Transportation Committee Report (Unamended)
BACKGROUND AND PURPOSE
A metropolitan planning organization (MPO) is an agency created under federal law to provide local input for urban transportation planning and allocating federal transportation funds in cities with a population greater than 50,000. There are twenty-five MPOs in Texas. The largest is the Dallas-Fort Worth MPO and the smallest is the Sherman-Denison MPO. Each MPO receives federal funding for transportation planning. Many receive state andocal funds as well in order to carry out their planning activities.
Transportation planning decisions are made by the policy board of an MPO. This can be as benign as the planning of bike routes in an urban area or as controversial as the construction of toll roads. The policy board of an MPO can be made up of a mix of elected and non-elected officials. Currently, unelected officials, some not even permanent residents of the urban area affected by the MPO they sit on, cast votes on approving the construction of toll roads. Unelected officials who are not accountable to voters should not be allowed to essentially levy a tax on the citizens of a community.
H.B. 15 allows only the elected officials on an MPO policy board to vote on toll road projects.
It is the committee's opinion that this bill does not expressly grant any additional rulemaking authority to a state officer, department, agency, or institution.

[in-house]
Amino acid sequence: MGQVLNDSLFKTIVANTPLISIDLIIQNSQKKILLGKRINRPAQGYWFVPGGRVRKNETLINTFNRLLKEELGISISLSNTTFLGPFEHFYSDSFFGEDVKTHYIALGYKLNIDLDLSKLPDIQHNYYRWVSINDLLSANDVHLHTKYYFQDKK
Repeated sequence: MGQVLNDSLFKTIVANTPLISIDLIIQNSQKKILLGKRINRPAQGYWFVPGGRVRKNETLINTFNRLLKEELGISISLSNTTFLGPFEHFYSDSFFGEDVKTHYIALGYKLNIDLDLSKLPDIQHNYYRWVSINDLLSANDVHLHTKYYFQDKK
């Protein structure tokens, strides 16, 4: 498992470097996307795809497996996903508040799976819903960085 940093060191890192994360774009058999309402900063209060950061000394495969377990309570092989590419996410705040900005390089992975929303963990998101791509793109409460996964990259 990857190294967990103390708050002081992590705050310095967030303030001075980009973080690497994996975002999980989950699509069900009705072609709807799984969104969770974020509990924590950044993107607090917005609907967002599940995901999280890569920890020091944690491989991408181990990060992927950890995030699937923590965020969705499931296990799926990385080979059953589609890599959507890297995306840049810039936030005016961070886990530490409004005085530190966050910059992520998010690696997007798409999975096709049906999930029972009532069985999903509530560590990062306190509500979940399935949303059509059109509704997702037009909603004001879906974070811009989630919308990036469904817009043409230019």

H.B. 15 amends the Transportation Code to prohibit a member of the policy board of a metropolitan planning organization from participating in a vote of the board to approve the construction of a new toll project or the conversion of a nontolled project to a toll project unless the member is an elected official.
H.B. 15 provides for the prohibition to take effect, either as an amendment to Chapter 371, Transportation Code, as added by Chapter 103 (H.B. 570), Acts of the 80th Legislature, Regular Session, 2007, or as an amendment to Chapter 372, Transportation Code, as redesignated by and contingent on passage of the Act of the 81st Legislature, Regular Session, 2009, relating to nonsubstantive additions to and corrections in existing codes.
EFFECTIVE DATE: September 1, 2009.
Source: Texas Legislature On Line
NOTE FROM FAITH CHATHAM: 12:27 P.M. May 14, 2009
Rep. Frost's aide says this bill was on yesterday's House Calendar for the second reading and was not voted on. It is late in the session and it appears that it is too late for this bill to be passed. Texans will continue to have non elected persons sit on Metropolitan Planning Organization, deciding what roads will and will not be planned, built and funded!